Senator: ‘Staying Competitive In Tourism’

November 23, 2011

Bermuda’s attendance at global travel exposition in London this month underscored how much work the island has to do to remain competitive in an increasingly cut-throat market, the new Junior Tourism Minister told the Senate today [Nov.23].

Senator Vincent Ingham said Bermuda’s delegation to the World Travel Market Exhibition — led by Tourism Minister Wayne Furbert and including representatives from hotels including Cambridge Beaches, Fairmont Southampton and Fairmont Hamilton, Grotto Bay, Elbow Beach and the Reefs Hotel — stood out at an event which drew more than 5000 exhibitors, drawing favourable media coverage for the island.

“[But] ultimately, the Ministry’s week in the UK has demonstrated that we must all pull together as one to ensure our beautiful island remains at the forefront of people’s minds in this highly competitive marketplace,” said Sen. Ingham.

“With the global recession still entrenched, Bermuda’s offer must, more than ever, be compelling and showcase new reasons to visit Bermuda as well as highlight the heritage and cultural links we have with Britain.

“The Ministry must continue to position the diversity of this island all year round whether that’s enjoying a round of golf, relaxing in a world-class spa or exploring coastal ship wrecks — Bermuda has a prime time opportunity to illustrate its unparalleled qualities.”

Sen. Ingham’s Statement Appears In Full Below:

During the week of November 7, the Minister of Business Development and Tourism had the pleasure of travelling to London for the annual World Travel Market Exhibition to reawaken the UK’s consumer and trade love affair with Bermuda. This event was held at the Excel Centre in the Docklands area of London. Bermuda’s presence did not go un-noticed with the Bermuda team’s “pink” aura — or rather their pink shorts — attracting TV crews, photographers, journalists, trade partners and visitors from around the world. Delegates came in their hundreds to the stand to engage with the Bermuda team and find out more about what our beautiful island has to offer.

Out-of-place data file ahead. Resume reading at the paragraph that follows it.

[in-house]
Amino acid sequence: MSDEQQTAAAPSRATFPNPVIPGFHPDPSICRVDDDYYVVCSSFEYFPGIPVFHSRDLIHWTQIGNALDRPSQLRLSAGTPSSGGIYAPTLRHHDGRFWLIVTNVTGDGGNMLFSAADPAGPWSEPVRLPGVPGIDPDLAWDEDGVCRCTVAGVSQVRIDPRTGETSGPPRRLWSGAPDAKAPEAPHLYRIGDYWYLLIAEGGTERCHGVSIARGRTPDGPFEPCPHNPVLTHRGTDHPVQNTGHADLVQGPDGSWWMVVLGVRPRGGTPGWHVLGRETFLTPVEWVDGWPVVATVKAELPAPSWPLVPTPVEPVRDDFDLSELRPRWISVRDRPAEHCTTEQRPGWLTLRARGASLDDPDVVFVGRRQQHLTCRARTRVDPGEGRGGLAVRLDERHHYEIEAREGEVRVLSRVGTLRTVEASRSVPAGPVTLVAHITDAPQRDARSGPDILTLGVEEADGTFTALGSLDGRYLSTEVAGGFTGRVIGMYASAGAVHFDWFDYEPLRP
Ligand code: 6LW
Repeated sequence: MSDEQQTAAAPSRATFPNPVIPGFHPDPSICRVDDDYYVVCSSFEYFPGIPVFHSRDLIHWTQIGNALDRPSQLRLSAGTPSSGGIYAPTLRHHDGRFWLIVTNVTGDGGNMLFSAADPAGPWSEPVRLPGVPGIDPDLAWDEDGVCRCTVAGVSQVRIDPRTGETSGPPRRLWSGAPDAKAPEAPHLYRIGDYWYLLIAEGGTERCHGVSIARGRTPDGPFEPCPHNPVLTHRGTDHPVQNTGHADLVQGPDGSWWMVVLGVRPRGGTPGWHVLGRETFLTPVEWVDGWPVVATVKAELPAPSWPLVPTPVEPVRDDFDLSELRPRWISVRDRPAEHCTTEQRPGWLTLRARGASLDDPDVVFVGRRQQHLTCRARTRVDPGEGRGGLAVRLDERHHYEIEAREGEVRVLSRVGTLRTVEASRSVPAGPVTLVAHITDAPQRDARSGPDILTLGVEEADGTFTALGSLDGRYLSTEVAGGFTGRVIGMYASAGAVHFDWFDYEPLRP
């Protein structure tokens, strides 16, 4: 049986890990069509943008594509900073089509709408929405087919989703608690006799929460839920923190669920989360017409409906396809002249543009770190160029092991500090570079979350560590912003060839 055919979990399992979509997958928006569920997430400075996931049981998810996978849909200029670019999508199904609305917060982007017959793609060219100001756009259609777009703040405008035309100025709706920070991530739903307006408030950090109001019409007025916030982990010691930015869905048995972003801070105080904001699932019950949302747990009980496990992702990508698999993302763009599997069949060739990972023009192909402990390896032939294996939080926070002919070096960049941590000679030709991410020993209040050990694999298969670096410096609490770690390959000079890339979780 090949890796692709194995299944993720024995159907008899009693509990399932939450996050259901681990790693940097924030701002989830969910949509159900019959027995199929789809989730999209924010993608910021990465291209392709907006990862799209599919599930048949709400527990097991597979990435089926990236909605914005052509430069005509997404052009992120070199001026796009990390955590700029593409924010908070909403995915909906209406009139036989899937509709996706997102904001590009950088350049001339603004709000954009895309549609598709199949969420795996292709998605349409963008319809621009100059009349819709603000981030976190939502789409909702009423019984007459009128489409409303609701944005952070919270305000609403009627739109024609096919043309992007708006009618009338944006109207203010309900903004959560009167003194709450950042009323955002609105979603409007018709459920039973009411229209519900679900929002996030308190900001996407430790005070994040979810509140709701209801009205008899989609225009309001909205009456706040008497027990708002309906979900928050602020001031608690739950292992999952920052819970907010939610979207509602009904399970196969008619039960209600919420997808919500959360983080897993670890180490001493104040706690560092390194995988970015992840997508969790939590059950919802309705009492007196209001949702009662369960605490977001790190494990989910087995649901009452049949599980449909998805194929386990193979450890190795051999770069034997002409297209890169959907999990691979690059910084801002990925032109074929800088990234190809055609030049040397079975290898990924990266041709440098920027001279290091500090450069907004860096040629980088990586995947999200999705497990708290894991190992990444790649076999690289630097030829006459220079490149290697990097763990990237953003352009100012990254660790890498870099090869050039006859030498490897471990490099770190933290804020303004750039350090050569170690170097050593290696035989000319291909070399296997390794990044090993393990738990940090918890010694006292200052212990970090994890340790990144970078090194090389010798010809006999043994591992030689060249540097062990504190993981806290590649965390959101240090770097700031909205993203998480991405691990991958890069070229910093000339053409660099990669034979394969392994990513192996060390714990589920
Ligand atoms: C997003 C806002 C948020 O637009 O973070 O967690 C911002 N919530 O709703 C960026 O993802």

To those of you who are not familiar, the World Travel Market Exhibition attracts over 26,000 global businessmen and women in the travel industry and this year the attendance was up by 8 per cent. In total there are over 5,000 exhibitors from around the world, including Bermuda. The aim being to make the most of this opportunity by influencing the hearts and minds of those who can help the Department of Tourism drive new tourism business from this market to Bermuda in 2012.

On the stand were the leaders from six influential hotels: Cambridge Beaches, Fairmont Southampton and Fairmont Hamilton, Grotto Bay, Elbow Beach and the Reefs Hotel and Club. These representatives played a key role in driving enquiries into what is new and exciting about the destination. Over the three days the Bermuda team had a fully packed itinerary that witnessed over 90 face-to-face briefings across media, bloggers, tour operators, travel agents and airline industry partners.

Bermuda really stood out, amongst this competitive arena, the Bermuda team was pleased to welcome Miss Bermuda, Jana Outerbridge, and a Gombey Dancer to shake things up. They brought the destination to life and helped create an unforgettable backdrop to many broadcast and photographic opportunities, as well as handing out literature and marketing collateral to visually engage visitors.

As the newly appointed Minister of Tourism, the Honourable Wayne L. Furbert has some very clear ambitions to drive visitation to Bermuda in 2012. The Ministry aims to continue building strong relationship with key trade partners and tour operators alike and will continue to ensure that the island’s economy benefits from global efforts to promote and support existing events that will ultimately increase visitation to our shores. The Department of Tourism’s newly appointed publicity team and trade representation in the UK have hit the ground running to ensure that Bermuda is being seen as an aspirational holiday destination by all the right people, at the right time, in the right places.

Showcasing Bermuda as an accessible yet aspirational destination was undoubtedly one of the Ministry’s keen aims during the time in the UK. An unforgettable highlight of the week was the appreciation dinner hosted at the Plateau Restaurant in Canary Wharf. Transported by a traditional British red double decker bus guests were invited on board to enjoy an evening of good company at a restaurant renowned for its breathtaking views across this thriving financial quarter of London.

To the surprise and delight of the Ministry’s evening guests, within hours of landing in London, our very own Minister of Business Development and Tourism was serenading the audience, backed by Bermuda’s band Tempo, by beginning his address with the opening versus of “Bermuda Is Another World” and sharing one of his greatest passions, singing, with the guests! Over 25 travel bloggers who were in attendance on the night instantly began tweeting and recording his performance for their captive audience and within 24 hours it had reached an audience of over 130,000.